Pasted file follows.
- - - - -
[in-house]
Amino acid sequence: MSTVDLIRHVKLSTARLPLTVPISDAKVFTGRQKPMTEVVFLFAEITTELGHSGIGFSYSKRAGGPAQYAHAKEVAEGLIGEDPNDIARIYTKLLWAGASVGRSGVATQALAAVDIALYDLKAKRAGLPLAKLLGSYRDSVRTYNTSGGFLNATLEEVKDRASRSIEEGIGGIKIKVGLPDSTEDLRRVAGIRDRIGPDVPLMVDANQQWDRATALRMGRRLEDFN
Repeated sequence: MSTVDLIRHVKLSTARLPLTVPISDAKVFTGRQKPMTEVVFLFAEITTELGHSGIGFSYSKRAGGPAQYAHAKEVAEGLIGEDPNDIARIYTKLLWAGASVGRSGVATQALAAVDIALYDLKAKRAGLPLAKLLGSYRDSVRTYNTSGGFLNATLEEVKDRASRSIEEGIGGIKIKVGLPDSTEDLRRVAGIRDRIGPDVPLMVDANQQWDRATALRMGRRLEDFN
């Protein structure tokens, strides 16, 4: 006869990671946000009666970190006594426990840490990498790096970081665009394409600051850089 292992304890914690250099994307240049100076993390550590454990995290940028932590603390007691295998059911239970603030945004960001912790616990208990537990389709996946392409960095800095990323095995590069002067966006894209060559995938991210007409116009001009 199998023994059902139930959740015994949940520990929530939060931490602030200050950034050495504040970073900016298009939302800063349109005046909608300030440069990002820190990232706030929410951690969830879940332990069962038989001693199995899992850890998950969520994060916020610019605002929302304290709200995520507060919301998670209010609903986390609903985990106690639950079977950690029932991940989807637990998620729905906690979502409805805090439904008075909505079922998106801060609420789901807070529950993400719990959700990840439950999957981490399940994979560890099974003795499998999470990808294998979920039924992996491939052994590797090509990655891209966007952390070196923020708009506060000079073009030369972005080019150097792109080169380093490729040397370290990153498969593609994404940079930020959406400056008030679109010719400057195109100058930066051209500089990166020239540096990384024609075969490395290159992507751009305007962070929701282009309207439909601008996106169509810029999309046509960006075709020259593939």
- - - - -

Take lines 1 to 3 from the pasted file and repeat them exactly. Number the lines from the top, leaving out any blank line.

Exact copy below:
[in-house]
Amino acid sequence: MSTVDLIRHVKLSTARLPLTVPISDAKVFTGRQKPMTEVVFLFAEITTELGHSGIGFSYSKRAGGPAQYAHAKEVAEGLIGEDPNDIARIYTKLLWAGASVGRSGVATQALAAVDIALYDLKAKRAGLPLAKLLGSYRDSVRTYNTSGGFLNATLEEVKDRASRSIEEGIGGIKIKVGLPDSTEDLRRVAGIRDRIGPDVPLMVDANQQWDRATALRMGRRLEDFN
Repeated sequence: MSTVDLIRHVKLSTARLPLTVPISDAKVFTGRQKPMTEVVFLFAEITTELGHSGIGFSYSKRAGGPAQYAHAKEVAEGLIGEDPNDIARIYTKLLWAGASVGRSGVATQALAAVDIALYDLKAKRAGLPLAKLLGSYRDSVRTYNTSGGFLNATLEEVKDRASRSIEEGIGGIKIKVGLPDSTEDLRRVAGIRDRIGPDVPLMVDANQQWDRATALRMGRRLEDFN